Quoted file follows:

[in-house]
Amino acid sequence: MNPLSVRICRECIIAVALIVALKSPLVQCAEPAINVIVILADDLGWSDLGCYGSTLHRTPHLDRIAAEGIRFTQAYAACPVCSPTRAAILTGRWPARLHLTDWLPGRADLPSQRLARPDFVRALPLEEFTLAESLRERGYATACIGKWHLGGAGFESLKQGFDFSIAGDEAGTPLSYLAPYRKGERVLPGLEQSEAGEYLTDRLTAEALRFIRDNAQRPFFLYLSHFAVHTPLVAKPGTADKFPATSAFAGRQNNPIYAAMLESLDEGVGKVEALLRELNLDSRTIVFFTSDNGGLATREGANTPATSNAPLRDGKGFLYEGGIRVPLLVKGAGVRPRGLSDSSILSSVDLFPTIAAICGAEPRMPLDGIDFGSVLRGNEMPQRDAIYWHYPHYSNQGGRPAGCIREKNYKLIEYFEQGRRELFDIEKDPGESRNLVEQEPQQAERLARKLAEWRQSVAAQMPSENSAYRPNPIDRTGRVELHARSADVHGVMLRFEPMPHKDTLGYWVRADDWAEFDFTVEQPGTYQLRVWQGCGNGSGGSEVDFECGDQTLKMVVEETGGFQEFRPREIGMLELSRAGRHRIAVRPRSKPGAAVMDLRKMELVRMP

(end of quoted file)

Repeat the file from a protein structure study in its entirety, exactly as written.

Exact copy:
[in-house]
Amino acid sequence: MNPLSVRICRECIIAVALIVALKSPLVQCAEPAINVIVILADDLGWSDLGCYGSTLHRTPHLDRIAAEGIRFTQAYAACPVCSPTRAAILTGRWPARLHLTDWLPGRADLPSQRLARPDFVRALPLEEFTLAESLRERGYATACIGKWHLGGAGFESLKQGFDFSIAGDEAGTPLSYLAPYRKGERVLPGLEQSEAGEYLTDRLTAEALRFIRDNAQRPFFLYLSHFAVHTPLVAKPGTADKFPATSAFAGRQNNPIYAAMLESLDEGVGKVEALLRELNLDSRTIVFFTSDNGGLATREGANTPATSNAPLRDGKGFLYEGGIRVPLLVKGAGVRPRGLSDSSILSSVDLFPTIAAICGAEPRMPLDGIDFGSVLRGNEMPQRDAIYWHYPHYSNQGGRPAGCIREKNYKLIEYFEQGRRELFDIEKDPGESRNLVEQEPQQAERLARKLAEWRQSVAAQMPSENSAYRPNPIDRTGRVELHARSADVHGVMLRFEPMPHKDTLGYWVRADDWAEFDFTVEQPGTYQLRVWQGCGNGSGGSEVDFECGDQTLKMVVEETGGFQEFRPREIGMLELSRAGRHRIAVRPRSKPGAAVMDLRKMELVRMP